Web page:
For successful IRS tax negotiations, understanding your tax obligations and complying with them is crucial. One of the first things that you should know is the importance of paying IRS estimated tax payments. What are estimated taxes? What does it mean to be current with your tax payments? Below you will find the answer to these questions and also learn why it is a requirement for obtaining any tax resolution from the IRS.
So what is current compliance?
While you are trying to negotiate with the IRS agency, the current years’ is passing by, right? In order to become eligible to resolve past year’s tax problems, the IRS require you to be in current compliance with tax deposits and/or estimated tax payments. It means you need to “pay as you go” by sending the required quarterly estimated payments for the current year to the IRS, which is due on April 15th, June 15th, September 15th, and January 15th.The IRS wants to ensure that the taxpayer does not accrue any additional tax liability.
Why is it required to become eligible for IRS payment plans?
The IRS does not want to grant any kind of payment plans such as Installment Agreements or Offer in Compromise to resolve a back tax liability unless you satisfy deposit and payment compliance. You may ask, “Why the IRS just include the current year’s taxes into the payment plan that I am applying for as I’m going to payback, anyway.”
It is not surprising to know that this is the one of the biggest misconceptions surrounding tax debts. Paying your IRS taxes is not the same as paying your credit card bills, where you can pay the minimum amount every month and continue adding new liabilities. No, it does not work that way. When you incur a new liability on a future return, you break the terms of their resolution plan. And furthermore, you will lose “goodwill” with the IRS that will give you the hardest time to do any negotiation with them.
The same rule applies for accepted and paid IRS Offer in Compromise. If your Offer is accepted by the IRS, you must stay in compliance for the next five years by filing and paying your taxes on time (that includes estimated taxes if you are required to do so) and paying the offer amount. Otherwise, the IRS will rescind your OIC and all your original liabilities will come back.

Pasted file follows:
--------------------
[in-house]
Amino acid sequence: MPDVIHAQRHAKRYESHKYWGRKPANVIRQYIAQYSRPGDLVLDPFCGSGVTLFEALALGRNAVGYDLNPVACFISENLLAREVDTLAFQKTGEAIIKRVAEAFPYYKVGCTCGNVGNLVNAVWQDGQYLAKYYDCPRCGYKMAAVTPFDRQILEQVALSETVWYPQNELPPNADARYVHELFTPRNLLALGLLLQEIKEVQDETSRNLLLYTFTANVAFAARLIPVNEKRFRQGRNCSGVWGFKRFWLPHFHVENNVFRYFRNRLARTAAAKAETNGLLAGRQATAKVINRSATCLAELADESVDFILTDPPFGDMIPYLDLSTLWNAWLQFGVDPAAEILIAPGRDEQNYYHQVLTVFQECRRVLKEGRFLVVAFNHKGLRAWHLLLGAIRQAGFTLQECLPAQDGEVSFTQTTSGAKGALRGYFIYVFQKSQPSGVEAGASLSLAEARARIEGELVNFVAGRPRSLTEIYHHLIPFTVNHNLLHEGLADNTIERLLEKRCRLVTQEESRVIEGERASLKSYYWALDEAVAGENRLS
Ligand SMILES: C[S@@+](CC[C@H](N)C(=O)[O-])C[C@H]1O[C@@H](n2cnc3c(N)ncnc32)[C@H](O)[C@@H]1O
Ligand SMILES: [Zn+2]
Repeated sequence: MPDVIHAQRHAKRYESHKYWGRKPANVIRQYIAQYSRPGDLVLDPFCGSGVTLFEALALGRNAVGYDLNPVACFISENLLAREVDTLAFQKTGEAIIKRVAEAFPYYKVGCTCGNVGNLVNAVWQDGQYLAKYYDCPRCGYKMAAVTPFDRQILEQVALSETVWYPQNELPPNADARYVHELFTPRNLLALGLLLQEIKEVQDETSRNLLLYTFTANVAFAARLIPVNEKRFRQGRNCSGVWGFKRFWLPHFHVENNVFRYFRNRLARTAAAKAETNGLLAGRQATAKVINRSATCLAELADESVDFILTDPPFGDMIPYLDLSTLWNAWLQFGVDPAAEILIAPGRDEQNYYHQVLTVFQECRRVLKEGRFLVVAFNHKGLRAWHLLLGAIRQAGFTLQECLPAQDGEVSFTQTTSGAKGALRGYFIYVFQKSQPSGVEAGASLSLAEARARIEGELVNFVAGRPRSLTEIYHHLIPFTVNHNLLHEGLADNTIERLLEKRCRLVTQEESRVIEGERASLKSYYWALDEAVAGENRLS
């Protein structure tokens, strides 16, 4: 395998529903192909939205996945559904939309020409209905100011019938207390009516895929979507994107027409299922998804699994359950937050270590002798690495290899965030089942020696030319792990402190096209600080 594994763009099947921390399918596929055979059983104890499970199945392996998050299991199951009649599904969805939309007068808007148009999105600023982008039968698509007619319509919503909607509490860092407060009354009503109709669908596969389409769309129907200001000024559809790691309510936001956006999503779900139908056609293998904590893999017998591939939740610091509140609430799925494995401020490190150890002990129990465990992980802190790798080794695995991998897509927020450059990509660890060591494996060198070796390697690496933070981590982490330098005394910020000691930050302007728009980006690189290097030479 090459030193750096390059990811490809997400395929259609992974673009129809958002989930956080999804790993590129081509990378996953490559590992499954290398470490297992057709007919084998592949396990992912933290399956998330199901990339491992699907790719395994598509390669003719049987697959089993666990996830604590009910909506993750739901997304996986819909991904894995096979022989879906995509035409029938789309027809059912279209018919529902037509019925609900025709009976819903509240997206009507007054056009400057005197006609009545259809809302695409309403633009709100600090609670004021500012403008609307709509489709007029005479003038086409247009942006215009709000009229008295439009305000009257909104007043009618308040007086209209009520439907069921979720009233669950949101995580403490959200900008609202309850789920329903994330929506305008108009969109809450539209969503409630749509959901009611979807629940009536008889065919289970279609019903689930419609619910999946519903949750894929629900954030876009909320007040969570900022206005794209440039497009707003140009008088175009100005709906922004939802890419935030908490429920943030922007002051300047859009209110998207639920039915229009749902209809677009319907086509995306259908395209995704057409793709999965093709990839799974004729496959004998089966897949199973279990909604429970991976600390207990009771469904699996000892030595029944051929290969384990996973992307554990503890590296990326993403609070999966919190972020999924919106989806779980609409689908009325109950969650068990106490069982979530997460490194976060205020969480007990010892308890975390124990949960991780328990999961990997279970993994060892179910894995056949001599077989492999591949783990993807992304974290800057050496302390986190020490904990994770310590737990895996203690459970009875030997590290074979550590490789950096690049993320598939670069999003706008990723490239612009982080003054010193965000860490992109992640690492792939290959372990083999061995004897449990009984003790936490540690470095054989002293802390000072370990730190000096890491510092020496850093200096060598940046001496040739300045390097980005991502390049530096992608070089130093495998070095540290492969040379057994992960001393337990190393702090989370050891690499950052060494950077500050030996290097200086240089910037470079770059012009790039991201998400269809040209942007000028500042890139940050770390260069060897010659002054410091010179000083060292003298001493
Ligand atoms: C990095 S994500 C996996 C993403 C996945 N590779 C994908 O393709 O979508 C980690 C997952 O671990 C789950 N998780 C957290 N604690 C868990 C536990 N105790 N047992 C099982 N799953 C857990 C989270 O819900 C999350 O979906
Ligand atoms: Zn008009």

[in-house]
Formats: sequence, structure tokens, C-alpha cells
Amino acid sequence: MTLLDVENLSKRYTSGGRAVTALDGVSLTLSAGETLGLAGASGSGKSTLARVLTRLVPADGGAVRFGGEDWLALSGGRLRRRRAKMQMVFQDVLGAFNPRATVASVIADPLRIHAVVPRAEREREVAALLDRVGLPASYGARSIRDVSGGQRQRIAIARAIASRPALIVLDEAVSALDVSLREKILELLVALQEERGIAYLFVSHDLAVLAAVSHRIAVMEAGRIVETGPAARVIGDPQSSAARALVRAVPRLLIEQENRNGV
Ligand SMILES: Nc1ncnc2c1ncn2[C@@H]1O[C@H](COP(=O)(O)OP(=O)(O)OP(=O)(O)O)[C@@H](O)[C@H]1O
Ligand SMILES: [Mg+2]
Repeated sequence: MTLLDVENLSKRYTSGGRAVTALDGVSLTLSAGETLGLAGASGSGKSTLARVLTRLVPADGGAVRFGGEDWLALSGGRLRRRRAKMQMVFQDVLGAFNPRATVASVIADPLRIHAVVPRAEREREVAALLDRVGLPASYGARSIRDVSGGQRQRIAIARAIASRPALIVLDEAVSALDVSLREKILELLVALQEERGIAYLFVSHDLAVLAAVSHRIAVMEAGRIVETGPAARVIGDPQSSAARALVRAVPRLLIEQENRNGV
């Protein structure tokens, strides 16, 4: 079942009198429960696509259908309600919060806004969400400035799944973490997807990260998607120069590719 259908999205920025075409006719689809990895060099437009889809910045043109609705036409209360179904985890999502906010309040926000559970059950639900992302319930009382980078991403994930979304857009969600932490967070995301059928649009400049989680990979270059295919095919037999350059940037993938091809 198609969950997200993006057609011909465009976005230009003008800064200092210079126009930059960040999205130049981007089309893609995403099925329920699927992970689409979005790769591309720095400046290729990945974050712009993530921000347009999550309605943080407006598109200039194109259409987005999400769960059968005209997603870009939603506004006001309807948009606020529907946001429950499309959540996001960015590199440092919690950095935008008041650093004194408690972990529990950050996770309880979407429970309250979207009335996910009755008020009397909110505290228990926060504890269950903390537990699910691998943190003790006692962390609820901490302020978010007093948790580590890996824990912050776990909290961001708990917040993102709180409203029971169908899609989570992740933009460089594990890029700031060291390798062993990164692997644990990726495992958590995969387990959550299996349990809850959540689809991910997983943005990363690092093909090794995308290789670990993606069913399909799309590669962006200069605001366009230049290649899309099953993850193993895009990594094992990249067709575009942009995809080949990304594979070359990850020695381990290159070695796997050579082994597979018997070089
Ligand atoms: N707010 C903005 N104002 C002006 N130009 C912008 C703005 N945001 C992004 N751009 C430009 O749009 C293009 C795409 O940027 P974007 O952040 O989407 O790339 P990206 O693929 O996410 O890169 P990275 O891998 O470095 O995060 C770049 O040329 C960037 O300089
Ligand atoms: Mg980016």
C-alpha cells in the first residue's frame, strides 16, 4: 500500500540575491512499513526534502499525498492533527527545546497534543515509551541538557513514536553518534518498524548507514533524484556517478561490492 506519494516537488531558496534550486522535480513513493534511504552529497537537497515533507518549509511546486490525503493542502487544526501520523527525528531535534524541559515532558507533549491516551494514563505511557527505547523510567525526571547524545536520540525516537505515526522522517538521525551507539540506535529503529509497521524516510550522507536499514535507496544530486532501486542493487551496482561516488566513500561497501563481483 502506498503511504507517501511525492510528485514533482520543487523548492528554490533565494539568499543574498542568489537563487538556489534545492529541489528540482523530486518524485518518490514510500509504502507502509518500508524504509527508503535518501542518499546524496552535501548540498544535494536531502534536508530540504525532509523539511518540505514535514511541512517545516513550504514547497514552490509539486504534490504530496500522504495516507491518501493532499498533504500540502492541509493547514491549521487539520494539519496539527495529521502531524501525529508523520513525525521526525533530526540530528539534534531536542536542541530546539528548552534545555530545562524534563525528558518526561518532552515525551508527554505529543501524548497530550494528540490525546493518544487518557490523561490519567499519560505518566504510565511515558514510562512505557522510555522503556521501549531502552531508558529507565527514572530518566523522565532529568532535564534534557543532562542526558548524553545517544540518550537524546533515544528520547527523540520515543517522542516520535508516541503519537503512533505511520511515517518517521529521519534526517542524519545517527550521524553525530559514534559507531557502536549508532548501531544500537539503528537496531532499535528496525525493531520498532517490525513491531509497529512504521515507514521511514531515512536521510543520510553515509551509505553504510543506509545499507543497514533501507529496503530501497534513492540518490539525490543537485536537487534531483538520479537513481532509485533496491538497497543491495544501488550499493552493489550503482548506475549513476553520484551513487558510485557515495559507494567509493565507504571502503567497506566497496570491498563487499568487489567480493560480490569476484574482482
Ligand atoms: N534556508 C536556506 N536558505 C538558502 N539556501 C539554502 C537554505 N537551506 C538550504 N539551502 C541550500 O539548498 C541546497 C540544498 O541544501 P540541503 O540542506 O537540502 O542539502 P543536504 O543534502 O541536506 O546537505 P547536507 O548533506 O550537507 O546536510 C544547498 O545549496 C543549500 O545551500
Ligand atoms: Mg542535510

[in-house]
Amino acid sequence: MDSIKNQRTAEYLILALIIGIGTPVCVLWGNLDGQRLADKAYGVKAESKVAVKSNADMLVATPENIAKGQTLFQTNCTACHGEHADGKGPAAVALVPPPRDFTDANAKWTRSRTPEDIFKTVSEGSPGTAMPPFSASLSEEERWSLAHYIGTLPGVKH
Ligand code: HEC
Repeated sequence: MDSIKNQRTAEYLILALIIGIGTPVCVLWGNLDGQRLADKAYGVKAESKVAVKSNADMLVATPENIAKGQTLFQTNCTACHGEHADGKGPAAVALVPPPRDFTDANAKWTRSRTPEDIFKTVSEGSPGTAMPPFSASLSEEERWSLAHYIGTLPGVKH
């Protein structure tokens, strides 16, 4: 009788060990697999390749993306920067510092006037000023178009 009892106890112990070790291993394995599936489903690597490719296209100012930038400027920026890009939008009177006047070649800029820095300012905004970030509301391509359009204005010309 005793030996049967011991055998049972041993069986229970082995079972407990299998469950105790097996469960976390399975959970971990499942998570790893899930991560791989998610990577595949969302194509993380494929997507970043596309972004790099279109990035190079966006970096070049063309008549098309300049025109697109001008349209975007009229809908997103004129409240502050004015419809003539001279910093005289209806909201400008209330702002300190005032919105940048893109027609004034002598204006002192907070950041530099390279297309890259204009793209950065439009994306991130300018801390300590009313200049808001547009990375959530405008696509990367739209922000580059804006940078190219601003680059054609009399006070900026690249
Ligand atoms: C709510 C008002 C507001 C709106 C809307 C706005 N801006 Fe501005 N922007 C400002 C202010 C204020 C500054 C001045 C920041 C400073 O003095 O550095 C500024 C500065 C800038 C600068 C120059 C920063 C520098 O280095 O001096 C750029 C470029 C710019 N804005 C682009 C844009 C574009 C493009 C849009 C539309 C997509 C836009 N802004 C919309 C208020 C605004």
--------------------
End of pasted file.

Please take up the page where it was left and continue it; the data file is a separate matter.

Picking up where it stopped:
Likewise, you must be current with your estimated tax payments, (and also your federal tax deposits if you are an employer) to qualify for an IRS installment agreement. If you fail to do this, your application will be voided and you’ll feel like all your efforts have been wasted.
Most people, who are seeking collection alternatives such as payment plans and tax settlement programs find it difficult to meet the IRS requirement of staying current with their estimated tax payments. The deposit requirements for wage earning (W-2) individuals tend to be simpler than that of a taxpayer who earns non-W-2 income or business with unpaid payroll taxes. Whether it’s simpler or harder for the taxpayer, tax liabilities have to be paid.
How to be current with your estimated tax payments
If you are an employee, one best way to eliminate the need of paying quarterly estimated taxes is by increasing the income taxes being withheld from your W-2 wage. But if you are an employer or run a business, in addition to the quarterly estimated tax deposits, make sure to be current with the required 941 payroll tax payments (and possibly with its 940 unemployment tax deposits). If you’re self-employed, avoid owing the IRS on tax day by paying your current year taxes and all of your quarterly estimated payments. These can help make you eligible to secure an affordable resolution to your IRS tax debt.
So when it comes to paying your tax, which is better – pay old tax debts or current year obligations? Settle your other debt or pay your quarterly estimated taxes? This is the important thing you need to understand from this article – stop digging up! It’s probably your best interest to pay your current year taxes and estimated taxes for next year first before working on old taxes. Remember, you need to get into tax compliance before the IRS will allow you to pay prior year tax obligations over time.